Medical Administrative Specialist: Education Requirements & Career Info
Learn about the education and preparation needed to become a medical administrative specialist. Get a quick view of the requirements as well as details about schooling, job duties and certification to find out if this is the career for you.
Medical administrative specialists, also known as medical assistants, medical secretaries or information technicians, handle the administrative duties at a medical office. In addition to the general clerical duties, such as patient scheduling and correspondence, these professionals keep records, handle insurance billing and transcribe medical reports. Formal education is not a requirement to work as a medical administrative specialist because employers typically provide training on the job. However, some employers may prefer or require a certificate or associate's degree related to medical assisting. There are also various optional certifications individuals can pursue.
|Required Education||On-the-job training and/or certificate or associate's degree in medical assisting|
|Projected Job Growth||29% from 2012-2022*|
|Median Salary (2013)||$29,610 annually*|
Source: *U.S. Bureau of Labor Statistics
Education Requirements for Medical Administrative Specialists
According to the U.S. Bureau of Labor Statistics (BLS) most medical assistants receive their training on-the-job; however, completion of an associate degree or certificate program may be required for some positions. Since these positions combine general administrative duties with clinical duties, students may consider degree and certificate programs that cover related areas.
Medical assistant and administrative medical specialist programs may include coursework in areas such as medical ethics, insurance coding, record keeping, accounting and computer skills. Additional courses in medical transcription or in a specific field, such as chiropractic care or hematology, can also be beneficial for students pursuing work in a smaller, specialized practice.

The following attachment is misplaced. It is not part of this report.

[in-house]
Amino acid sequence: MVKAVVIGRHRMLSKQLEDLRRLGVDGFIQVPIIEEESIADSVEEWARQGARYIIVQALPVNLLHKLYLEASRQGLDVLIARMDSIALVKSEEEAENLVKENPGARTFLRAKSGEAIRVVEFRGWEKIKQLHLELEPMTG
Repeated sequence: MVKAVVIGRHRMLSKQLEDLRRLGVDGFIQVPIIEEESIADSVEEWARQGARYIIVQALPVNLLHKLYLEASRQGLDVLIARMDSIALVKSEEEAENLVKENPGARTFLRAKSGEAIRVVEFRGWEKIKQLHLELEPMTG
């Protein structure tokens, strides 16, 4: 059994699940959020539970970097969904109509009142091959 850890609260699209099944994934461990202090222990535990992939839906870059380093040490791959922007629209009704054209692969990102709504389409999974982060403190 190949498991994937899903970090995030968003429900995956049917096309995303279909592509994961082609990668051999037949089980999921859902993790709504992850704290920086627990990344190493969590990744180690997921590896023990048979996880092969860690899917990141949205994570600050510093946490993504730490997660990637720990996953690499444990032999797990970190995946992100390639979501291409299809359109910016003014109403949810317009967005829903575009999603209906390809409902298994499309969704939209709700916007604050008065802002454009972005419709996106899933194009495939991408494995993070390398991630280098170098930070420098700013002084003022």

Certification exams are given by a variety of professional organizations, including the American Association of Medical Assistants, American Heart Association and National Healthcareer Association. In addition to general administrative assistant certification, specialty options also exist in assistant areas of optometry, phlebotomy or podiatry.
Career Information for Medical Administrative Specialists
Medical specialists may consider employment in health care environments, which include hospitals, care facilities and private practices. The BLS notes that roughly 561,000 medical assistants were employed in the U.S. in 2012, with an expected faster-than-average 29% employment growth from 2012-2022. This growth may be due to workers leaving this position, as well as the growing number of clinics, health care facilities and practices opening across the country.
The median annual salary was $29,610 as recently as May 2013 for this position, with insurance carriers paying the highest average wage at that time of $37,180 per year, according to the BLS.
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